Los Altos resident Helen Armer joined an exclusive group of women from major companies across Silicon Valley this year.
In March, the Applied Materials Inc. executive received the Tribute to Women award from the YWCA Silicon Valley. Last week she joined 31 other award winners for a dinner celebration in San Jose.
Since 1984, the YWCA has given the Tribute to Women award to executive women who have excelled in their fields, with the goal of promoting gender diversity at the top ranks of companies throughout Silicon Valley.
At Applied Materials, Armer directs the knowledge base the company uses to improve the semiconductor manufacturing equipment it sells worldwide.
Armer assumed the role in 2009, when Applied Materials began to explore the possibility of offering a consulting service to enhance the productivity of the machines it had already sold to clients. Clients typically use the machines for more than 30 years, according to Armer.
The Santa Clara-based Applied Materials, which employs more than 15,000 people in 17 countries, recruited Armer to join the 10-member group that would spearhead the consulting service. Armer, who earned a doctorate in chemical engineering from Tulane University, had spent the previous decade with Applied Materials as a product line manager.
After becoming knowledge base director, Armer led a team in developing the benchmarking system that has made Applied Materials an industry leader in equipment consulting services.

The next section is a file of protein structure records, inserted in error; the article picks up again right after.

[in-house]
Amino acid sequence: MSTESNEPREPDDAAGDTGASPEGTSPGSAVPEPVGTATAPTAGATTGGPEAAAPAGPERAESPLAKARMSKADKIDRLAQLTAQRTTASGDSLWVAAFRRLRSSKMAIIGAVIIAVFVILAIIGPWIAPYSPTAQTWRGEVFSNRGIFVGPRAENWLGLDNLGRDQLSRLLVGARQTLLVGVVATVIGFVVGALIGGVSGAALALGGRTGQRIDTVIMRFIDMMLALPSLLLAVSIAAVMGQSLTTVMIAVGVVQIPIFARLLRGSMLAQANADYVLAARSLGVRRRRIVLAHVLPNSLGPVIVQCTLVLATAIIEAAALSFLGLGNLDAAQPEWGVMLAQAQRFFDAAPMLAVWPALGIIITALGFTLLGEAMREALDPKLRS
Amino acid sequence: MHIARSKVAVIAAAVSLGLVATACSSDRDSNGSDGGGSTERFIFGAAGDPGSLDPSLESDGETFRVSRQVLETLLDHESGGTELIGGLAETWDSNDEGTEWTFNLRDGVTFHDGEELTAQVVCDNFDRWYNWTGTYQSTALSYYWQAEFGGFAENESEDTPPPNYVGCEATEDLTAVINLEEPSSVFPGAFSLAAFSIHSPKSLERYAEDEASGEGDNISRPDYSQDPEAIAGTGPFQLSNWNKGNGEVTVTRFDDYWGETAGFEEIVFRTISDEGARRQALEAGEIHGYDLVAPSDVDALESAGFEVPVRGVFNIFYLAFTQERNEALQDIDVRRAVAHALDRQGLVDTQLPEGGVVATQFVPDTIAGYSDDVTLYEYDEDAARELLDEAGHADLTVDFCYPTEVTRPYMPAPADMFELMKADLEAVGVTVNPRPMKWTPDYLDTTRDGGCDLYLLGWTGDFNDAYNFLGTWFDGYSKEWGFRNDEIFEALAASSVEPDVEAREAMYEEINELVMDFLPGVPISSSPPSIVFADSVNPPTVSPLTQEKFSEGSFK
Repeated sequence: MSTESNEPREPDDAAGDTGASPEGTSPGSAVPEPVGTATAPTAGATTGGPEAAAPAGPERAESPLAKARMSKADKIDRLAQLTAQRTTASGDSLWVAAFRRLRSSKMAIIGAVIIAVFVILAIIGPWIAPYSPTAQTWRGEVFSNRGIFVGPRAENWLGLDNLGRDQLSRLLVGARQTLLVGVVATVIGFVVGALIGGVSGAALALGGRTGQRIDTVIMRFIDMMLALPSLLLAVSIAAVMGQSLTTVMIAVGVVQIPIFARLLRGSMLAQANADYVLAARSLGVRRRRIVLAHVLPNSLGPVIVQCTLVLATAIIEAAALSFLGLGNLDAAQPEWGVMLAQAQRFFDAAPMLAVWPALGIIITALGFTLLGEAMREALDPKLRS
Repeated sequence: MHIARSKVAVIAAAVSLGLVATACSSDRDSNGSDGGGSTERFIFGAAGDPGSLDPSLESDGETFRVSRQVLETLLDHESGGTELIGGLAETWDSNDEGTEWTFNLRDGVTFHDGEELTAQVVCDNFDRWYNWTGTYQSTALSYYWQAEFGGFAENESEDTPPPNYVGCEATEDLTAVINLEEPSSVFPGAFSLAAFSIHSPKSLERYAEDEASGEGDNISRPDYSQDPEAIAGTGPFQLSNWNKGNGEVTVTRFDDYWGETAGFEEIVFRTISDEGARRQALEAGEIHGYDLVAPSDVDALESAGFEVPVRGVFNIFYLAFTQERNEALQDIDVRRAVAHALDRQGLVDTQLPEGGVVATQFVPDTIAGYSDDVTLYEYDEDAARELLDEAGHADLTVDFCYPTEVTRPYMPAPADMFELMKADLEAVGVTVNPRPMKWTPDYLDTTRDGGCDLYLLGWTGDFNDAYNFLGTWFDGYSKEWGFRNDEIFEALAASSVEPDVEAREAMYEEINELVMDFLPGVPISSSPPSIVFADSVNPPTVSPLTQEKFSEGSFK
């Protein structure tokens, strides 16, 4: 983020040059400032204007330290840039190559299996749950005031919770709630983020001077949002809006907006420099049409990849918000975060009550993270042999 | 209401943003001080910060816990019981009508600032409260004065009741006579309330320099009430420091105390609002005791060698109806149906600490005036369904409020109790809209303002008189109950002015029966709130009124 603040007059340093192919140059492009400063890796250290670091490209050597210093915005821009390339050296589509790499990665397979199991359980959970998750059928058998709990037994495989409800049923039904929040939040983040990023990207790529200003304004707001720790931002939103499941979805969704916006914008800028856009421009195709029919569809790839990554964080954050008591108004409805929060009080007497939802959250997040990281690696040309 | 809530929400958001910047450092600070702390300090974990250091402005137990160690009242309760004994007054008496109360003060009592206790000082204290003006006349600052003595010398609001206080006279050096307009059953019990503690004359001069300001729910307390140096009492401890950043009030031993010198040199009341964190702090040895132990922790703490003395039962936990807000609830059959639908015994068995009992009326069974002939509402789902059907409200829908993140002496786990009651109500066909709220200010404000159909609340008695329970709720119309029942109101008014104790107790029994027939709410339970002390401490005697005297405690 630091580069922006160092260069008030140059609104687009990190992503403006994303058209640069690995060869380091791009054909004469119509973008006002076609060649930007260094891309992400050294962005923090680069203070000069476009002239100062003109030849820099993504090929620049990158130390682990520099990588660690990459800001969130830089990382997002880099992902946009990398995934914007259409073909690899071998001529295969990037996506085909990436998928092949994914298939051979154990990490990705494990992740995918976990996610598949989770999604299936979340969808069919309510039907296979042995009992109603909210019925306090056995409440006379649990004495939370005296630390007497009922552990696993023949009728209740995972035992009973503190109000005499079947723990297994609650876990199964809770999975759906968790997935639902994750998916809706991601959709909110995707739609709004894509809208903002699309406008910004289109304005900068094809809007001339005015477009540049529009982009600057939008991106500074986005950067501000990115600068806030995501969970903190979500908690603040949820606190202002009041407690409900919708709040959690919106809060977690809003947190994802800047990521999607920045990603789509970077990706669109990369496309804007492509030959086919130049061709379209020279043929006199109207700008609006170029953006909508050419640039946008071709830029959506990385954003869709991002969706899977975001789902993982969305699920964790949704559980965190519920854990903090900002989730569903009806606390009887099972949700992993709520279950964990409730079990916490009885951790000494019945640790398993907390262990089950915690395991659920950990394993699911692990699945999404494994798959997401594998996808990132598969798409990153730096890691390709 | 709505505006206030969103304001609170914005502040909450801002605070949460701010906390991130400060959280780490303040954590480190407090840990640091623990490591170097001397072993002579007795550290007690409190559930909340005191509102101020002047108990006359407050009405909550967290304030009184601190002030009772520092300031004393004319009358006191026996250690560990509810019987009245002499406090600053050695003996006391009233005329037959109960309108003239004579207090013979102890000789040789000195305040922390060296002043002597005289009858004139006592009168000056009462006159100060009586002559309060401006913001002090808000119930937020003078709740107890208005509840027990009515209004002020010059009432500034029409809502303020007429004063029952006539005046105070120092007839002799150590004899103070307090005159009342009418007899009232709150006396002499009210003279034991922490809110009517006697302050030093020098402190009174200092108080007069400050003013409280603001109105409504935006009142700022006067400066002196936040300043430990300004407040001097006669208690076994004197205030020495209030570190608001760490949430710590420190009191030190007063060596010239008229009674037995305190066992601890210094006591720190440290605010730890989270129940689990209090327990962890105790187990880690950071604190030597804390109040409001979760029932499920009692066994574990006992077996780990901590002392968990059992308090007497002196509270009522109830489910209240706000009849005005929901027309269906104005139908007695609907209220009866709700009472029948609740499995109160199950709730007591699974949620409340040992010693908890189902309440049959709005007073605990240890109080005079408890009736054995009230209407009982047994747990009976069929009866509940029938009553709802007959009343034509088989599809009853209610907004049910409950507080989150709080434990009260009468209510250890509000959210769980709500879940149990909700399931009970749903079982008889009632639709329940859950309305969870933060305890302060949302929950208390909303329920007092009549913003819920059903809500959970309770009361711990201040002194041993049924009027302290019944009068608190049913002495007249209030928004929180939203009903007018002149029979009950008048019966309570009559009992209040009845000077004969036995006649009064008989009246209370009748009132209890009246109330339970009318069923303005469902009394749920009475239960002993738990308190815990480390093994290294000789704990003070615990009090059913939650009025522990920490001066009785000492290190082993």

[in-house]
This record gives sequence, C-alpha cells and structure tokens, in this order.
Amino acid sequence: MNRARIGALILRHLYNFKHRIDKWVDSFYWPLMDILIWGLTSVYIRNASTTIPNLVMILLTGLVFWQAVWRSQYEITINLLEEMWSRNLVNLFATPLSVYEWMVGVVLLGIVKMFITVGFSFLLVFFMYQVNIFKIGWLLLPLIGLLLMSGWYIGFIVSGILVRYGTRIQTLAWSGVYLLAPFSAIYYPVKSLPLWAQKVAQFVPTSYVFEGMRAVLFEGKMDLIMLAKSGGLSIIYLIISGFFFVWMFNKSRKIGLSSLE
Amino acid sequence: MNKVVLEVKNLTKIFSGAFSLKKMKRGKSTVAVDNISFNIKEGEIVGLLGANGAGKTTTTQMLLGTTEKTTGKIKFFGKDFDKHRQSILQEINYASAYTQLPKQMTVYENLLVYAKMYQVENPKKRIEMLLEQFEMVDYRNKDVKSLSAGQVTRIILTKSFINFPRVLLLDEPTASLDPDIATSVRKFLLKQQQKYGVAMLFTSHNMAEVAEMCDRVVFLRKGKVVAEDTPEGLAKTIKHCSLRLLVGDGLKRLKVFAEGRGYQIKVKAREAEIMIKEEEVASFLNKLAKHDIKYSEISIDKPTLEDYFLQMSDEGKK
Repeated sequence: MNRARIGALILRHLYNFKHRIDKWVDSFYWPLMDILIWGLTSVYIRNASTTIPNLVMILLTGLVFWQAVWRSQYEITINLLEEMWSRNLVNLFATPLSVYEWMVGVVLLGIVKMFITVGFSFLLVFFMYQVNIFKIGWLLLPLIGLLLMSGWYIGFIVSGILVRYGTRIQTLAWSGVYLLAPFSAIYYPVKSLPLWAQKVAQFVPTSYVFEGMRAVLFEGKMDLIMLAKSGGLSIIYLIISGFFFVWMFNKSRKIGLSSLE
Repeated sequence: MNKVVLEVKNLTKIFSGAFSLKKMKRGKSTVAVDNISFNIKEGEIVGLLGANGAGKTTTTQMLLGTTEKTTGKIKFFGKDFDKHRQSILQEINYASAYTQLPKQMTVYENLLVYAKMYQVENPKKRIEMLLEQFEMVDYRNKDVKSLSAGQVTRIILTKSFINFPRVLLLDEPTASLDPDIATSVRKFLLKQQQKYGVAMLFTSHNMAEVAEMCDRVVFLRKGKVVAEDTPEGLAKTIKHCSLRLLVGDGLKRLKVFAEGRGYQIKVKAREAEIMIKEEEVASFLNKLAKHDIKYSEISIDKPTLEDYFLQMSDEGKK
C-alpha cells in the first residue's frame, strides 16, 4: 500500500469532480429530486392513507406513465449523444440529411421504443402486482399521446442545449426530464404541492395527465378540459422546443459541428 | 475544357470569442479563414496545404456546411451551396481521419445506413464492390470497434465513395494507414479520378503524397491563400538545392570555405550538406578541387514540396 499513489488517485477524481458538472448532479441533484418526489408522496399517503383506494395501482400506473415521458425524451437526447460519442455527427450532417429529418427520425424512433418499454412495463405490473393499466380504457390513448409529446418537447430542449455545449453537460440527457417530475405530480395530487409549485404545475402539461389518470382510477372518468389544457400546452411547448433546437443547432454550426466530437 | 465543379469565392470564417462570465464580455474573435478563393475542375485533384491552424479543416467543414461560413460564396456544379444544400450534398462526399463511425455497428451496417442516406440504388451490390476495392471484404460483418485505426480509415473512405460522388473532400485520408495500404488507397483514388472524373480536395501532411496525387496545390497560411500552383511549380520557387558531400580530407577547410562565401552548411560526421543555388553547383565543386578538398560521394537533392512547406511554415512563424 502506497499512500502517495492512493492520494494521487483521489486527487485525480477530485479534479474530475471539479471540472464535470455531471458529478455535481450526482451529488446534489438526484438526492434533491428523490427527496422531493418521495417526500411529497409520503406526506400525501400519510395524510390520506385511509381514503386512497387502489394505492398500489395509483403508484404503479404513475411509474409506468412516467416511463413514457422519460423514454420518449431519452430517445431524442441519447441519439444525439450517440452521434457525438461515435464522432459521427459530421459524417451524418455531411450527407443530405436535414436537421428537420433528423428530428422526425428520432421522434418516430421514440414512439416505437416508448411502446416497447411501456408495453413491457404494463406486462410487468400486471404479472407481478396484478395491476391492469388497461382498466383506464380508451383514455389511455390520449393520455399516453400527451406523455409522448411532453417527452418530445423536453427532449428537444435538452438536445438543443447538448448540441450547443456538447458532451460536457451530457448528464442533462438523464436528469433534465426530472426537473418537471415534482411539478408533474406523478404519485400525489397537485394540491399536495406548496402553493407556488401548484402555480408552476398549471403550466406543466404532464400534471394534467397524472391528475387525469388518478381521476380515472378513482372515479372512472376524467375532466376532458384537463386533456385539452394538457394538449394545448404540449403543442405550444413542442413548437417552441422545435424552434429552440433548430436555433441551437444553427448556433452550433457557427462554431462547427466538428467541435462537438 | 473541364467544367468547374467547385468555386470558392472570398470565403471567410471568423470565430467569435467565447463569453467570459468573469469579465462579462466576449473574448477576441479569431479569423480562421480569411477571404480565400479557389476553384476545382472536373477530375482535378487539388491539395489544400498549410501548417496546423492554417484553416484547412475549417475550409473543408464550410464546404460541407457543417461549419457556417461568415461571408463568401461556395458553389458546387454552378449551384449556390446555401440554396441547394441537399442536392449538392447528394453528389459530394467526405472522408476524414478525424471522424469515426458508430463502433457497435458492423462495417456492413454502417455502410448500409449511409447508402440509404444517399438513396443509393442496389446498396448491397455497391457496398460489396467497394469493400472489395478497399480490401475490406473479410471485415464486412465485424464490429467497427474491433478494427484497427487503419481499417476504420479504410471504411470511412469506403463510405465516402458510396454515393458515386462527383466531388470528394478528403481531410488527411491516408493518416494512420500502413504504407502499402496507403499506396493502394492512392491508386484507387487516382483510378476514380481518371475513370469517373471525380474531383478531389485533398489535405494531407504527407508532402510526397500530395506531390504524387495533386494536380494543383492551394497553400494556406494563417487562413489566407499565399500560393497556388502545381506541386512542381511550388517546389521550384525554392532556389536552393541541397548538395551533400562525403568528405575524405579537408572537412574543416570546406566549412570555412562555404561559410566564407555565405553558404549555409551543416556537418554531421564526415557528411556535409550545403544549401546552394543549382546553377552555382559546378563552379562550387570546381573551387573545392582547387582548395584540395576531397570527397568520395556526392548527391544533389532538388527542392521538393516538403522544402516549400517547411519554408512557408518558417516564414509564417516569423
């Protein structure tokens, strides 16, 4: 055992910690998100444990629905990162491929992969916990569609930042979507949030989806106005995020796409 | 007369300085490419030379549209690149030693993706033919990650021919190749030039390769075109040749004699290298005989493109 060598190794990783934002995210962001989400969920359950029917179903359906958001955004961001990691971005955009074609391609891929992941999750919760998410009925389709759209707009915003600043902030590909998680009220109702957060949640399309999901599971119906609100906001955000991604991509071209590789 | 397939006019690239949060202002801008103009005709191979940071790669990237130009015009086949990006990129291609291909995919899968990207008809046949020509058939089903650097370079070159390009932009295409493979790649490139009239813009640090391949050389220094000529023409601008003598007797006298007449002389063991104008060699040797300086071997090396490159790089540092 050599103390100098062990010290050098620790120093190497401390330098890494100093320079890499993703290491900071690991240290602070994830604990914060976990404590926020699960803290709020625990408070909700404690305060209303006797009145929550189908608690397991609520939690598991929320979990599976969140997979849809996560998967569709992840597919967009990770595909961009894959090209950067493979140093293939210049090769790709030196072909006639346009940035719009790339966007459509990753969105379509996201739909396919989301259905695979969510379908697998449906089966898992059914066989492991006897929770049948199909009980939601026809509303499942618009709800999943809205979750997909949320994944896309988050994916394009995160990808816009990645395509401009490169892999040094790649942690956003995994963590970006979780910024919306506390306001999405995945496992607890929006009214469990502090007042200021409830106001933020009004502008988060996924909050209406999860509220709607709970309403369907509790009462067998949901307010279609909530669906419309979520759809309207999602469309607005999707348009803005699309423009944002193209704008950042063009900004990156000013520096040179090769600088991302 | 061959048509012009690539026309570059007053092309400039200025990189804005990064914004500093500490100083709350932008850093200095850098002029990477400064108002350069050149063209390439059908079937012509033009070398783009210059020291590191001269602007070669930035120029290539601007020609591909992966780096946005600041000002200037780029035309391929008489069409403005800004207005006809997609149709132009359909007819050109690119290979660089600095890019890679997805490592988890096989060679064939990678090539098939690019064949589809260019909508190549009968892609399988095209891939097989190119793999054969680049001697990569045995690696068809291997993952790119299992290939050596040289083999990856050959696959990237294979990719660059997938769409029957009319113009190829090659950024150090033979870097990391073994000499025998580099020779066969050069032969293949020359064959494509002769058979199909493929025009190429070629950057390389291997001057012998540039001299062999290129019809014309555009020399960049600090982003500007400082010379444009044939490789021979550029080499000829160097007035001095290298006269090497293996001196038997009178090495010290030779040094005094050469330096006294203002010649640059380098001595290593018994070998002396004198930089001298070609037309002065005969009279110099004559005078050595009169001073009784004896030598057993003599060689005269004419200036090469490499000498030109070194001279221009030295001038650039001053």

“We’ve become the go-to company for benchmarking from our customers,” she said.
Major semiconductor producers such as Micron Technology Inc., Texas Instruments Inc. and Semiconductor Manufacturing International Corp. have used the service; this year Armer will manage 60 benchmarking projects.
Forty percent of Armer’s job involves travel to distant project sites, often in Asia. The more than 10-hour time difference between many of the sites and Silicon Valley also means Armer takes calls around the clock.
Armer first took on these demands after her four children, including triplets, had left for college.
“That was by choice so that I wouldn’t have to travel (while they were still home),” she said. “Of course, I did have nannies because I was working.”
With the Tribute to Women award, the YWCA hopes to encourage professional women who face similar obstacles to pursue executive-level positions like Armer’s.
“We still have a lot of work to do to increase women’s participation in Silicon Valley and tech, especially at the C-suite level with the most senior positions,” said Jaime Woods, the YWCA Silicon Valley’s associate director of philanthropy.
In recent years, tech companies such as Google Inc., Facebook Inc. and Twitter Inc. have released data revealing that women account for only approximately one-third of their workforce.
According to Woods, employers throughout Silicon Valley have committed to nominating at least one woman for the Tribute to Women award each year. Twenty-two companies participated this year.
The award, Woods noted, has fostered a supportive network among past and present winners.
Applied Materials’ 1985 winner, Liz Baird, traveled from Texas to accompany Armer to the awards celebration.
For more information, visit ywca-sv.org.